Does an M-Sport kit make a 5 Series track worthy? We head to the BIC to find out.
5 Series at the track is a little like someone showing up at the gym in a business suit. But this particular 5 has bulging biceps bursting through that perfectly tailored dinner jacket. You see, the M-Sport front air-dam and redesigned hood conceal a 3.0 litre, turbocharged, six-cylinder diesel motor that produces a healthy 258bhp and a thumping 540Nm of torque. The numbers add up nicely, but does that mean this boardroom bruiser can really dance at the racetrack? Well, there’s only one way to find out!
But first, a little background. You see, the 5 Series is the mainstay of the BMW line-up – and has been since 1972. And that makes it the longest running model in the BMW family. The current 5 (in its sixth generation) debuted in 2011, and was due for a bit of a refresh – especially since its arch rival, the Mercedes-Benz E Class, is young again following a recent nip-and-tuck. Well, the face-lifted 5, which is assembled in Chennai, looks much the same as before – which is to say very good indeed. In the dark hue of our test car, and especially with the M-Sport front air dam, the 530d looked properly intimidating. The eyes are a little sharper and the lines are a little more angular – all of which gives it a new lease on life. Of course, it has new LED headlamps and squared off angel eyes.
On the inside, it gets a beautifully old-school M-Sport steering wheel. It’s great to see these airbag wheels getting smaller and more delicately styled. The interior also features a new iDrive controller that has a touch sensitive surface for character recognition. As expected, every inch of the interior is impeccable quality – accentuated by an intricate wood inlay on the dashboard. The traditional analogue gauges make way for a 10.25-inch TFT screen that now serves as an instrument cluster. And while I’m generally a traditionalist, I must say that the digitally created analogue readout works very well indeed. The 530d also has BMW’s brilliant head-up display, which uses fighter jet technology to project vital information directly in your line-of-sight. But, unlike the M5, the 530d’s head-up display doesn’t show you a tachometer in Sport-Plus – now that would have been quite useful at the track.
So, how did it perform – on the track that is? Well, lets start with the lap time – 2:35.8. Now that’s over 10 seconds slower than an M5, but bear in mind that the full fat M5 has more than twice the horsepower. The 530d is, however, quicker than the brilliant 328i – which did a 2:36.2 when we last tested it. And while that’s quite surprising, it’s worth noting that Sebastian Vettel and some of his mates recently laid down a fair bit of rubber at the BIC. Moreover, at an ambient temperature of 20-degrees, we had perfect track conditions for this test. Needless to say, both these factors swayed the advantage in favour of the 530d.
There was one problem though, which emerged as I engaged Sport-Plus to heighten the response from the drivetrain, as well as relax the stability control. You see, Sport-Plus doesn’t turn off the electronics completely. To disengage DSC, TC, and ESP you have to press, and hold, another button with a squiggly icon and the letters ‘OFF’ on it for a couple of seconds so that the ECU (the 530d’s brain) can be sure of your intentions. In this instance, though, every time I did that the car would automatically revert to Comfort mode – as if to say, “You think I trust you with the electronic safety net turned off?” So, I grudgingly set off from the pit lane in Sport Plus, with the electronics eager to kick in to keep me in line.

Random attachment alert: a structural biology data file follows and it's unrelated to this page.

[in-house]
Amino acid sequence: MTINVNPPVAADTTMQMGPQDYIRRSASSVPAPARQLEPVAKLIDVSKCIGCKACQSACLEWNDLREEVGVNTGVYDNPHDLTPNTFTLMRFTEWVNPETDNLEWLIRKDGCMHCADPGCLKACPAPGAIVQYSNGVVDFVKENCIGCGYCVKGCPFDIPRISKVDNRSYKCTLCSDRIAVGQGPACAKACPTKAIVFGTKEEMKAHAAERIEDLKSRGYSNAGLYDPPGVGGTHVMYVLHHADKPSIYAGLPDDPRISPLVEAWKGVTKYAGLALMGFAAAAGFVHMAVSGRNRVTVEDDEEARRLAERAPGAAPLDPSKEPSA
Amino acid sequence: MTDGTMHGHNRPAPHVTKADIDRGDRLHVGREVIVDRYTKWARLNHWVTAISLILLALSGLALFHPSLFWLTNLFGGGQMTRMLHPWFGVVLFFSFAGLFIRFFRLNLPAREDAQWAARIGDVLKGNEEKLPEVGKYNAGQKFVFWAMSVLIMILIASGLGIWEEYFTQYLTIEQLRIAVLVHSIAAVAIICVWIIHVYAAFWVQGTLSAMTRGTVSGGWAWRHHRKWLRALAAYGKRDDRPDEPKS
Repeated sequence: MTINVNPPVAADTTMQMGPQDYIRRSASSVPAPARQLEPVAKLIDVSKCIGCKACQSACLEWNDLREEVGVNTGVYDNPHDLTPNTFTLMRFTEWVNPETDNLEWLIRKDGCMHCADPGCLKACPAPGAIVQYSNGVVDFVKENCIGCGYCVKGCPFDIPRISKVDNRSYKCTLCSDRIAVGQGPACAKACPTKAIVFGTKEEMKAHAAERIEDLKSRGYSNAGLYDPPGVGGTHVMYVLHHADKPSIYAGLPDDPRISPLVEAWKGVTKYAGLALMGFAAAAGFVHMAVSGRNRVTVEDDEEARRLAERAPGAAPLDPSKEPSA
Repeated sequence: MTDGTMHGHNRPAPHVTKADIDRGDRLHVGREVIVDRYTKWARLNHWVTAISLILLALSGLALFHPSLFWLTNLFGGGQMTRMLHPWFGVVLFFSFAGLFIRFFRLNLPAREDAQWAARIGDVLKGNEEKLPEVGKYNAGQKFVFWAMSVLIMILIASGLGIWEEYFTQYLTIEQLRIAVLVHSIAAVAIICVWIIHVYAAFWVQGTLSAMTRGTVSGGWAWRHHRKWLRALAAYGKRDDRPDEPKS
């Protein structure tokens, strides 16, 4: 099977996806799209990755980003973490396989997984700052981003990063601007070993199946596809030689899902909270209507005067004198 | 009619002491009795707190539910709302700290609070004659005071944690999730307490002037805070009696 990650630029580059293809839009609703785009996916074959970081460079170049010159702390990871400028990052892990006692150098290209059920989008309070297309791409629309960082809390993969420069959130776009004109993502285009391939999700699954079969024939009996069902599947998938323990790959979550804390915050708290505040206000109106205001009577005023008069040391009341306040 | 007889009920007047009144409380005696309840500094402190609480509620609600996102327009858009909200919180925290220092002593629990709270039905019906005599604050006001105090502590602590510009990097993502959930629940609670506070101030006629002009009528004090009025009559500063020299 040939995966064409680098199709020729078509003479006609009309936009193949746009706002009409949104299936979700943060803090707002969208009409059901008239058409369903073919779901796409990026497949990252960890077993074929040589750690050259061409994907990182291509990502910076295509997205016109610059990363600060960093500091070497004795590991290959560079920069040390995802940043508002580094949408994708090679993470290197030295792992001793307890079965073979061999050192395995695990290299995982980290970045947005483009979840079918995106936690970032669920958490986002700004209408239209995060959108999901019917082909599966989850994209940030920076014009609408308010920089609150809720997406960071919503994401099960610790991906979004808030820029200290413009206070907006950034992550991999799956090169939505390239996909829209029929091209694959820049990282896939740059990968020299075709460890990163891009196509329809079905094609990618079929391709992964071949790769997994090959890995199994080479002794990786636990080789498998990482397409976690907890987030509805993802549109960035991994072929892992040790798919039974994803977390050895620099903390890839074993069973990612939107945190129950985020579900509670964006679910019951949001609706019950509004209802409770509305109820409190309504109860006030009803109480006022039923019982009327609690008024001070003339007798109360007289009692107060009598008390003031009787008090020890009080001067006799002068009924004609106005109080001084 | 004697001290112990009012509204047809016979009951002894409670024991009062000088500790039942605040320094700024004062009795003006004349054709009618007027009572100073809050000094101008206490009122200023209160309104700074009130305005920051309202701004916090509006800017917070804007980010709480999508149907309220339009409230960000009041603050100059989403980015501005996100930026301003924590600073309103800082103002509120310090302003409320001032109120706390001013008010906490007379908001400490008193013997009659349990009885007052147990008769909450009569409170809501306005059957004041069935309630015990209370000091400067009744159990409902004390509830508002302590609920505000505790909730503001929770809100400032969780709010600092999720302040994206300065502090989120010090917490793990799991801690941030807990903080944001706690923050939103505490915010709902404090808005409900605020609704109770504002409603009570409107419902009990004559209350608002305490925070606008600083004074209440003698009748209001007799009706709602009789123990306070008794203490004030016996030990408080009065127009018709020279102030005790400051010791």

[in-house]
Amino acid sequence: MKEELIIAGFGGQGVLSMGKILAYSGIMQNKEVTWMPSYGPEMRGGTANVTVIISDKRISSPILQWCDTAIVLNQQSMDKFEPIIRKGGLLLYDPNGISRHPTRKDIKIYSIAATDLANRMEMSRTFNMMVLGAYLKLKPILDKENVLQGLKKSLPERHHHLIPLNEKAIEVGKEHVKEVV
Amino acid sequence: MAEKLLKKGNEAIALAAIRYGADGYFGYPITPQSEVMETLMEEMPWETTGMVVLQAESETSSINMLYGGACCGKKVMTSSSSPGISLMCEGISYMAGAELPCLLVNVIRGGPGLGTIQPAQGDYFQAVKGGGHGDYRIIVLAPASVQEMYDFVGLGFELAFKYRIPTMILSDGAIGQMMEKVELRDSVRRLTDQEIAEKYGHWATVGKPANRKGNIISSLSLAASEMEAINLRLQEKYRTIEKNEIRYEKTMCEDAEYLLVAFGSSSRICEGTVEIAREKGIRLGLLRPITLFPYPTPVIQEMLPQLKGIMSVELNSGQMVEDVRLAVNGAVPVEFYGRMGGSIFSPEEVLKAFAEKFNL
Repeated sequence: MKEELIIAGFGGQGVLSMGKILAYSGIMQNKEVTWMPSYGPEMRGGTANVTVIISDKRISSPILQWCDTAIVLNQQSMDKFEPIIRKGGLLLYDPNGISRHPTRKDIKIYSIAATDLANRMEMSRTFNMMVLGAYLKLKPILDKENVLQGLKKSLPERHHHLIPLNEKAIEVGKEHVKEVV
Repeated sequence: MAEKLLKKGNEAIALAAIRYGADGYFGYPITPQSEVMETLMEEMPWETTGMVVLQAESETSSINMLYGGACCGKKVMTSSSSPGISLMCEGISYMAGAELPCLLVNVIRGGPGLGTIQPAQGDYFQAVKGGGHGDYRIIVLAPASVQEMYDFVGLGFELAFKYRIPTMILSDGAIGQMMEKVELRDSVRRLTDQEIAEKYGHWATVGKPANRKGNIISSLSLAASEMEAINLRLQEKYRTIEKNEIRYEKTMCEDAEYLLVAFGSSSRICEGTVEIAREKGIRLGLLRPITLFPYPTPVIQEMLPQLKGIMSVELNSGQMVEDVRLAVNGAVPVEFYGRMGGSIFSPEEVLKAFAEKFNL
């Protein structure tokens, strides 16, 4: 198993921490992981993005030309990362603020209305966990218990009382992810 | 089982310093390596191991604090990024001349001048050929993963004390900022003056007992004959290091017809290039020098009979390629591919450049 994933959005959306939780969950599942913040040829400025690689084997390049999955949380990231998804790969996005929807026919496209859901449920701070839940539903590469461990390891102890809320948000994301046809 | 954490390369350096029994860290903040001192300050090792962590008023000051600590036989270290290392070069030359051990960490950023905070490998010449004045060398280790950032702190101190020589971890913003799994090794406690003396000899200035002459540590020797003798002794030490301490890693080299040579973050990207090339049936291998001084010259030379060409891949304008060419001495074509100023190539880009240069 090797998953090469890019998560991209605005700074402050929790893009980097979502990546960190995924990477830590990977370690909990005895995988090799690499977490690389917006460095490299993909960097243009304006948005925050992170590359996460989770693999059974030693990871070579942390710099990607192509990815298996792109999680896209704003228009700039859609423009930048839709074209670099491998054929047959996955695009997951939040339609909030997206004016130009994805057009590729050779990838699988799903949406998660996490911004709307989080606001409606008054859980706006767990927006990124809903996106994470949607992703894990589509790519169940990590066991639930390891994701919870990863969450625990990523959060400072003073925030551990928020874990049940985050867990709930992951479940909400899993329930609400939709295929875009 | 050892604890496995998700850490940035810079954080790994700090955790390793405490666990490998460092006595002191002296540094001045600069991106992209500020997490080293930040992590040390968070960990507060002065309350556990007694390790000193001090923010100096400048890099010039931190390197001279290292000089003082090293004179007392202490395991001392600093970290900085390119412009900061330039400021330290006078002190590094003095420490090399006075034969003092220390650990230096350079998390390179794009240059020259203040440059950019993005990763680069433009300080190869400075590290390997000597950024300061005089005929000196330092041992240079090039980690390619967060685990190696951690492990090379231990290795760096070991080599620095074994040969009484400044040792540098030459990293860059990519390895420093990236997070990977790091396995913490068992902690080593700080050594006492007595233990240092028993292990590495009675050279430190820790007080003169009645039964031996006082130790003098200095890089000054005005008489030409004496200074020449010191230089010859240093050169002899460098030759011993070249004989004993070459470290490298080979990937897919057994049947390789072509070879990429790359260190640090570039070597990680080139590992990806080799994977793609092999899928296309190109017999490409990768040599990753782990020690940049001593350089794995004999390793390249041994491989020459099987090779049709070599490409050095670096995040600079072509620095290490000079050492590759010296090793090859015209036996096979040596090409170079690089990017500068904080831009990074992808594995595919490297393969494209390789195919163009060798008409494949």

Nevertheless, the first thing you notice on track is that this 5 Series has incredible levels of grip. The 275/40 R18 rubber on each end at the rear means that you can get on the power early without any fear whatsoever of the tyres coming unstuck. The immense torque kicks in immediately and propels you to over 200km/h at the end of the back straight before you brake for C4. Initially, the brake pedal feels spongy and long, but keep your foot in it until you can feel the ABS pulsating underneath and you’re met with the most decisive deceleration that you can imagine. And it does this time-and-time again – giving you the confidence to brake late into each of the 16 corners at the BIC.
Through the Micky Mouse chicanes that follow the back straight, the 530 conceals its weight brilliantly, and – to use a cliché – changes direction on a dime. The suspension, which feels quite firm on the road, does feel a little soft on the track but the sport seats hold you firmly in place while the grippy rubber at the four corners virtually burn a groove into the track surface. A luxury car should not be so capable on the track. It just shouldn’t!
On second thought, every luxury car really should be this capable on track. The only disconcerting element in this case was the electronic power steering, which weighs up unnaturally on occasion and just feels synthetic. The car goes where you point it mind you. Another thing worth mentioning is the ZF 8-speed box. Now, I’ve gotten sick of extoling the virtues of this gearbox – but it really is that good. And when you have the ability to interact with it via proper paddles on a beautiful steering wheel, it just heightens the experience that much more.
I must admit that I didn’t expect the 530d to be this good around the track. Now if only I could reflash the ECU to turn off the traction control fully, I could use some of that diesel torque to enjoy some proper power slides…
- BMW 530D M-SPORT
Engine: 2,9993cc / 6 cylinders / 24 valves / TwinPower Turbo
Transmission: 8-Speed Automatic / Rear-wheel Drive
Power: 258bhp @ 4000rpm
Torque: 540Nm @ 1500-3000rpm
Acceleration: 0-100km/h – 5.8 sec
Price: Rs. 57.9 lakhs(ex-showroom, Delhi)